What happened to Jeremy Corbyn and will he stand again as a Labour MP?

Jeremy Corbyn was leader of the Labour Party between September 2015 and April 2020  (Parliament TV)
Jeremy Corbyn was leader of the Labour Party between September 2015 and April 2020 (Parliament TV)

Jeremy Corbyn has been backed by local Labour Party members to run as a candidate in his Islington North constituency at the next general election.

The former party leader was blocked from standing as a Labour MP by Sir Keir Starmer earlier this year, and currently sits as an independent.

But on Wednesday night, local party delegates in Islington North passed a motion saying it was their “democratic right” to select the candidate they wanted to fight the next election.

The motion, which thanked Mr Corbyn, 73, for “his commitment and service to the people”, was passed by 98 per cent of attendees at the local party’s monthly general meeting.

Following the vote, Mr Corbyn said: “I love my job and I want to carry on doing it.”

He told the Standard: “Today I’m focused on doing what I’ve done for the past 40 years. Campaigning to end poverty, homelessness and inequality on behalf of the people of Islington North.”

Labour Party source said the vote held “no weight at all”.

The Islington North MP was suspended in 2020. He has since served as an independent MP, but has remained a member of the Labour Party. This means he has continued to attend local party meetings in Islington North.

Here’s how Labour’s ex-leader, who was brought to power by the party’s left wing in 2015, had the whip removed.

Why was Jeremy Corbyn suspended from the Labour Party?

A report by the Equality and Human Rights Commission published in October 2020 found that under Mr Corbyn’s leadership, the Labour Party breached the Equality Act when it failed to effectively address antisemitism within it. It identified cases of harassment, political interference into complaints, and inadequate training to deal with antisemitism.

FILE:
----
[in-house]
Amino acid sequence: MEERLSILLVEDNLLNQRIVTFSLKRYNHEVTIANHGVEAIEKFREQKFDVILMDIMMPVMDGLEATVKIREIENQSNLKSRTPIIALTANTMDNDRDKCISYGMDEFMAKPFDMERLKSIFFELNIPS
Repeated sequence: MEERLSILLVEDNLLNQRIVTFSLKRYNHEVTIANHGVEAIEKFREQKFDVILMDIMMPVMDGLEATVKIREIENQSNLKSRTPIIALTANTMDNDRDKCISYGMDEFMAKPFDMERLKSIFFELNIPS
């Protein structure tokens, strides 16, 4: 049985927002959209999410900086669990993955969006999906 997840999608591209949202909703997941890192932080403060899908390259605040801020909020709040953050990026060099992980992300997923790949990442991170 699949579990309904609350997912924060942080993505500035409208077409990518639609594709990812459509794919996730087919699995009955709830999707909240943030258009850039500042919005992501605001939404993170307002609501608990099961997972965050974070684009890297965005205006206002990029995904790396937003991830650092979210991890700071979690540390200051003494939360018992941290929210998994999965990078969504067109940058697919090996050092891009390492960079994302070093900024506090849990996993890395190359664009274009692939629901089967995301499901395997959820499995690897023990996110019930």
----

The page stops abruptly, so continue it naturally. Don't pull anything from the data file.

Mr Starmer condemned the findings and apologised to the Jewish community. But he did not initially take disciplinary action against Mr Corbyn, who led the Labour Party between September 2015 and April 2020. He said instead that the report indicated a “collective failure of leadership”.

Responding to the report, Mr Corbyn said at the time: “One anti-semite is one too many, but the scale of the problem was also dramatically overstated for political reasons by our opponents inside and outside the party, as well as by much of the media.”

Labour leader Sir Keir Starmer and Jeremy Corbyn in happier times in 2019 (PA)
Labour leader Sir Keir Starmer and Jeremy Corbyn in happier times in 2019 (PA)

He was dismissed shortly afterwards, with a party spokesman saying: “In light of his comments made today and his failure to retract them subsequently, the Labour Party has suspended Jeremy Corbyn pending investigation.”

Mr Corbyn criticised the decision, stating that “political intervention” was behind his removal.

Defending his comments, he added: “I’ve explained what I’ve said. I’ve explained what I meant by it. I am not diminishing or minimising the issue of antisemitism. It is serious. It is real. It does exist.”

His allies spoke out against his suspension. John McDonnell, who served as shadow chancellor under Mr Corbyn’s leadership, said it was “profoundly wrong”. Len McCluskey, leader of the Unite union, described it as “an act of grave injustice” that could “cause chaos”.

There is evidence that Labour Party infighting was to blame for Mr Corbyn’s reputation being smeared. Vested interests in the media also apparently sought to paint the lifelong anti-racism campaigner as an antisemite.

In March 2023, and as reported by the BBC, Labour’s governing body voted to block Mr Corbyn from standing as a Labour candidate at the next election.

The National Executive Committee (NEC) voted 22 to 12 to approve a motion from Mr Starmer to prevent Labour endorsing Mr Corbyn. There is no right of appeal.

Why was Jeremy Corbyn reinstated without the whip?

As reported by the Guardian, his reinstatement without the whip came in November 2020, 19 days after his suspension. This followed an NEC ruling.

The Jewish Labour Movement (JVM) criticised the decision, saying a “factionally aligned political committee” was behind it.

Mr Starmer announced he would set up a new independent disciplinary process “as soon as possible”. He said he would not be restoring the whip to Mr Corbyn while the Jewish community lacked “trust and confidence” in the party.

In January 2022, an attempt by the committee to reinstate him as a Labour MP was voted down.